By Maria Saporta
There’s a Beatlemania Breeze in the air.
Walking to Piedmont Park this morning among a hub-bub of activity, one of my neighbors had set up speakers on the front porch playing old Beatle songs.
At 10 a.m., a line of about 400 people already were camped out, some who had come as early as 2:30 a.m. to be one of the first to get into the general admission show.
The past week in Midtown has felt reminiscent of the build up before the Olympics — that feeling of anticipation that something big was about to take place.
Just watching the stage go up day after day was an event in itself. When does Atlanta close 10th Street for an entire week for a one-day event? Even the Peachtree Road Race doesn’t get that kind of treatment.
Every day, it’s become more challenge to maneuver through the park to get around the fences that have been put up enclose the show. But I keep getting drawn to the park to witness the preparations.
And that’s why it’s such a special treat to live in Midtown near the park.
Last night, I was on my way to drop in on a PATH fundraiser at the old Piedmont Park bathouse (now with the pretentious name of Greystone), when music started coming from the stage.
I asked a police officer sitting in a golf cart what was going on, and he told me Paul McCartney was about to start rehearsing for the Green Concert. As I walked to the PATH event, I could hear familiar tunes and that familiar voice.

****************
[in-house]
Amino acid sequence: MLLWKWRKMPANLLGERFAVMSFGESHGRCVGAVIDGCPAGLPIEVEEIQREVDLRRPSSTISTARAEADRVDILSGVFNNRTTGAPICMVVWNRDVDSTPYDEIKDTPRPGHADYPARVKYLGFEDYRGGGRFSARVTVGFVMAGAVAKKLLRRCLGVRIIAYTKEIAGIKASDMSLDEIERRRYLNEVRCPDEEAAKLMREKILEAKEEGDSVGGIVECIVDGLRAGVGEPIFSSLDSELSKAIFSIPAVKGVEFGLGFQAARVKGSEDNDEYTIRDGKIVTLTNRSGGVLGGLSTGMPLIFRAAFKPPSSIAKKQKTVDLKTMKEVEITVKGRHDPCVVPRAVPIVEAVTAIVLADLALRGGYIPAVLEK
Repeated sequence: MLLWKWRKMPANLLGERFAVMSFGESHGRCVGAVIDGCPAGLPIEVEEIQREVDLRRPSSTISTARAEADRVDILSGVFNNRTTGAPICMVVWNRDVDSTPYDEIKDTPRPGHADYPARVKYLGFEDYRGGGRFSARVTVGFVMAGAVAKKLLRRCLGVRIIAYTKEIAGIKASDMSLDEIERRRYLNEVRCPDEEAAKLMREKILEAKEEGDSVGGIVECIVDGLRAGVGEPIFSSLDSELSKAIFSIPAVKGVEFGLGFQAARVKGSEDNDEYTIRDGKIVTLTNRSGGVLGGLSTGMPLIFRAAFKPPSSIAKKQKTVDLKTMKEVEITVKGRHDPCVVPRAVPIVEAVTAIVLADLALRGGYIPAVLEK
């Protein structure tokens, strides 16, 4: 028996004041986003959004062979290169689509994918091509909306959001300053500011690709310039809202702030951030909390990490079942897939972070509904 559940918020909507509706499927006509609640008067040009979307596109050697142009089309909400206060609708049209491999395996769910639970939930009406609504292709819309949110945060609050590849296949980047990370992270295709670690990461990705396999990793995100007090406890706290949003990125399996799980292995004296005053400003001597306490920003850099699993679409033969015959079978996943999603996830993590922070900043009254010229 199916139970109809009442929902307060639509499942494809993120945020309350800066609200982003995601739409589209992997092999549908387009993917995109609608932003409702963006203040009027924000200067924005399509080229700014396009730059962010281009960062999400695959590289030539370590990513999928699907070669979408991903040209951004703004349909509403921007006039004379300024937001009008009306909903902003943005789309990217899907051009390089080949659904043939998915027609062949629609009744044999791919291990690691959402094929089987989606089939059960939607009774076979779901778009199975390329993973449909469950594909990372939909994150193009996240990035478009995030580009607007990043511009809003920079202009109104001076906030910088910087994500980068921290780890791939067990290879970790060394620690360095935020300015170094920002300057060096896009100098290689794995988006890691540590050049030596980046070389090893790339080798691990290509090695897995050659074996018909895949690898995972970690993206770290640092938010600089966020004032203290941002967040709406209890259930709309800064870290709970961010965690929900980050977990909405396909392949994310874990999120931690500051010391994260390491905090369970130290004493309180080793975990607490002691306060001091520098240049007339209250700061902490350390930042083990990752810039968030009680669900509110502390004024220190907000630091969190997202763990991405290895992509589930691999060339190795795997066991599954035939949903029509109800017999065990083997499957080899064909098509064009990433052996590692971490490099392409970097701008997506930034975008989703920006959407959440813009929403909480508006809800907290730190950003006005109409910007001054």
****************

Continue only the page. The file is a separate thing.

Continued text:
The music filled the park. No one was more excited that my friend, Nancy Rigby, who works for the Coxe Curry fundraising firm and works closely with PATH. She is one of the few people I know who actually saw the Beatles play in the now-demolished Atlanta-Fulton County Stadium.
McCartney kept rehearsing. On my way back home, a surprisingly small crowd had gathered behind the fences to watch McCartney perform on the gigantic video screens. We felt as though we had been given access to a secret show.
This morning I ran into Peter Conlon, who is putting on the show for the Piedmont Park Conservancy. Live Nation purposefully didn’t tell folks McCartney would do a rehearsal on Friday night because they didn’t want a mad scene to ensue.
So how were things going? “Great,” said Conlon, who was riding a bicycle to get around.
The concert is expected to raise more than $1 million for the Conservancy to help pay for the expansion of the park.
As conflicted as I feel about the Piedmont Park Conservancy these days, I couldn’t help but buy tickets to the show. Yes, I’ve seen McCartney before — decades ago. But who knows if and when I’ll get to see him again. And there’s nothing better than watching live music outdoors, even on a hot summer Atlanta day.
This is what living is all about.